Trevor Wright: 28:37 So you apply for a new credit card and they pull your credit report. So that’s what a hard inquiry is. They’re inquiring, they’re making an inquiry into your credit worthiness. So that’s all that is. Each hard inquiry on your credit report. And there are three. So one, two, three Experian, Equifax and TransUnion. So that’s really not important. But there’s three different credit bureaus where each bank can pull your credit report. So of one of the three that hard inquiry temporarily decreases your credit score, let’s say one to five points per credit card application, but 90 days later due to the improved a debt to credit ratio, the benefits of having more available credit they override the heart inquiry. So you’re, when you apply for a credit card, your score may dip for let’s say 90 days and around the 90 day Mark, because the influence of the available credit acts as a positive factor.
Trevor Wright: 29:45 Your scores go up. So you apply for card, it goes slightly down, 90 days later it goes up, and then it’s this dip, swing, dip swing of your scores going down a little bit, going up a lot, going down a little bit, going up a lot. And that’s why this all works. Cool. And that’s also why you should have about 90 days between applications because not only do you need time to spend on the, on the newly approved cards to meet to unlock the bonuses, but you also want to give your credit scores time to recover from that temporary dip.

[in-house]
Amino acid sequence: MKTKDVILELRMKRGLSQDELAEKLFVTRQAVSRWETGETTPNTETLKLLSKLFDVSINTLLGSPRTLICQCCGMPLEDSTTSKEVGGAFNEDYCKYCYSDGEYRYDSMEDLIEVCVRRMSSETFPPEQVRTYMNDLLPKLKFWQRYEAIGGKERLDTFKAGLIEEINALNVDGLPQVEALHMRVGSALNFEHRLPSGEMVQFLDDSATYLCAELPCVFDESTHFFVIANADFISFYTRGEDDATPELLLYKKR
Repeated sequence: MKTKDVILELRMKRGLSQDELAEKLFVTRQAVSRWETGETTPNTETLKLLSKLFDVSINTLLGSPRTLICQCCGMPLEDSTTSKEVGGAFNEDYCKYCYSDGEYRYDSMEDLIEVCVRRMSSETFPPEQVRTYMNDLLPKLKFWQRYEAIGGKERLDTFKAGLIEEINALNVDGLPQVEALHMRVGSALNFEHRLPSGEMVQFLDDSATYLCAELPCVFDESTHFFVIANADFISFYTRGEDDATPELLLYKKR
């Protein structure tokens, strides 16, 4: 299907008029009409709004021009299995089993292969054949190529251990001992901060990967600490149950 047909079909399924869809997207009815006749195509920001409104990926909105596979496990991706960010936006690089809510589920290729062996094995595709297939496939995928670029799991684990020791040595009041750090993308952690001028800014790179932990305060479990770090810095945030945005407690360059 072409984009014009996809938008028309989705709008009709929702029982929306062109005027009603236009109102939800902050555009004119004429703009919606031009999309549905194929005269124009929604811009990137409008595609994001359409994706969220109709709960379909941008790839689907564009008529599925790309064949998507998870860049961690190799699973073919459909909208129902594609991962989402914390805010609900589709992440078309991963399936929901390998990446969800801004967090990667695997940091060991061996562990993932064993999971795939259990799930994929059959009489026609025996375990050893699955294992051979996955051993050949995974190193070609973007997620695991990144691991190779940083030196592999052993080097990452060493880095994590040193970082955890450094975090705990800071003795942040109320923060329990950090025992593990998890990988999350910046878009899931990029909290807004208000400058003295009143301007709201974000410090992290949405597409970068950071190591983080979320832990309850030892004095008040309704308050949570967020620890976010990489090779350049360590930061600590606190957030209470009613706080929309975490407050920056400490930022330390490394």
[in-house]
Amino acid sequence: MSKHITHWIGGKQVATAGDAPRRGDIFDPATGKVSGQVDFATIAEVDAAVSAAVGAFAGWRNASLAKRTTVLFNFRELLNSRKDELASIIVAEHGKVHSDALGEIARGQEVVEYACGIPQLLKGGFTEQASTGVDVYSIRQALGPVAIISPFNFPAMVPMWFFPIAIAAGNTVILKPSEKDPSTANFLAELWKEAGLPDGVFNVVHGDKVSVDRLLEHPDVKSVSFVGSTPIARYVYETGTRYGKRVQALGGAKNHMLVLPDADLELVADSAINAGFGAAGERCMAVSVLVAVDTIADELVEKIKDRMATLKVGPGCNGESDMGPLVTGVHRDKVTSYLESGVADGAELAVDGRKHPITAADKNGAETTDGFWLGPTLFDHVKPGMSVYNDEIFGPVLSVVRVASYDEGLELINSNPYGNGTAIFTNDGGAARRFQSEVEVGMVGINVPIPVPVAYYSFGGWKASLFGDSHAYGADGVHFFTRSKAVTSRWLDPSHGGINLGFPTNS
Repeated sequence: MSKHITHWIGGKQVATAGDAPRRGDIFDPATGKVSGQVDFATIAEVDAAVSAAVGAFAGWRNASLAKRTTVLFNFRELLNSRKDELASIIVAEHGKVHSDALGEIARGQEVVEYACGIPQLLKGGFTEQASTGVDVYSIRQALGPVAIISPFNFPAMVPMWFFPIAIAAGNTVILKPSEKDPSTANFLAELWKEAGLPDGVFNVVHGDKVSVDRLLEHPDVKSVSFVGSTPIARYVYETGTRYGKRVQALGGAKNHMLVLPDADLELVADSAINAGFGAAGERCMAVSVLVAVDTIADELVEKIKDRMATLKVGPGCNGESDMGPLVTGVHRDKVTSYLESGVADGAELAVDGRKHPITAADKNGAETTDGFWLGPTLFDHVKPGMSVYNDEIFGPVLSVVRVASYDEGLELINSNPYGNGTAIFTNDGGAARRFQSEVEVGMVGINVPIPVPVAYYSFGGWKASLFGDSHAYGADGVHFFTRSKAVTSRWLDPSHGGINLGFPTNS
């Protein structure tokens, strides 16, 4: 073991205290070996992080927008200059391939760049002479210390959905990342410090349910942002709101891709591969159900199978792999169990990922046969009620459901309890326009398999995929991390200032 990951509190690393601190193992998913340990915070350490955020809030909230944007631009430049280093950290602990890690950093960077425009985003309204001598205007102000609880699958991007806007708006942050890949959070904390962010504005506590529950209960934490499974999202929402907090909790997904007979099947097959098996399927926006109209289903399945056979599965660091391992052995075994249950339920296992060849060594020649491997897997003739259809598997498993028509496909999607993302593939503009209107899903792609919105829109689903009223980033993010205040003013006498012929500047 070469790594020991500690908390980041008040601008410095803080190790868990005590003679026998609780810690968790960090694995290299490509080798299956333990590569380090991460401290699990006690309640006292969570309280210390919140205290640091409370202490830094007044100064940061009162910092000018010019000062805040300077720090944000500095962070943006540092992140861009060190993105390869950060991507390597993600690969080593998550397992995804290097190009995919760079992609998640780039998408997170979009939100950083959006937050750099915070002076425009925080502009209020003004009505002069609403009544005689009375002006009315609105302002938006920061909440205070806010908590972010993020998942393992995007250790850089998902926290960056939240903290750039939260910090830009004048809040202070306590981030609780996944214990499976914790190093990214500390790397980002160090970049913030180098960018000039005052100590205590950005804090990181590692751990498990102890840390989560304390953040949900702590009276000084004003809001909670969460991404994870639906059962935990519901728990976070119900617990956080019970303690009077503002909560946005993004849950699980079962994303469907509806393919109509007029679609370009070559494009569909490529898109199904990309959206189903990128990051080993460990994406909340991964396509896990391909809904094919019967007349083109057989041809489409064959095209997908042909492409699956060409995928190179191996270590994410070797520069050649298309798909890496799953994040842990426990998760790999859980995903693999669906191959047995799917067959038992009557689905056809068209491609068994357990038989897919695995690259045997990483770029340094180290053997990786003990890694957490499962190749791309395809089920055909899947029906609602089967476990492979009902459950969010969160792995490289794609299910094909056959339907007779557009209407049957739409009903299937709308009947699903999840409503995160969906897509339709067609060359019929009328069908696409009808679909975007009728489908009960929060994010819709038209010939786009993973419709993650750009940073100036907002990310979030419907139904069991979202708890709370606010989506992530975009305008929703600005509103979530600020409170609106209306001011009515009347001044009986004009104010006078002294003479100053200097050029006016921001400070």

Sean Tierney: 30:19 Got it. And do you recommend, if someone doesn’t have the spending to actually exhaust that quota during that 90 day window, do you recommend then maybe instead of three cards apply for two or just only apply for what you can go through basically?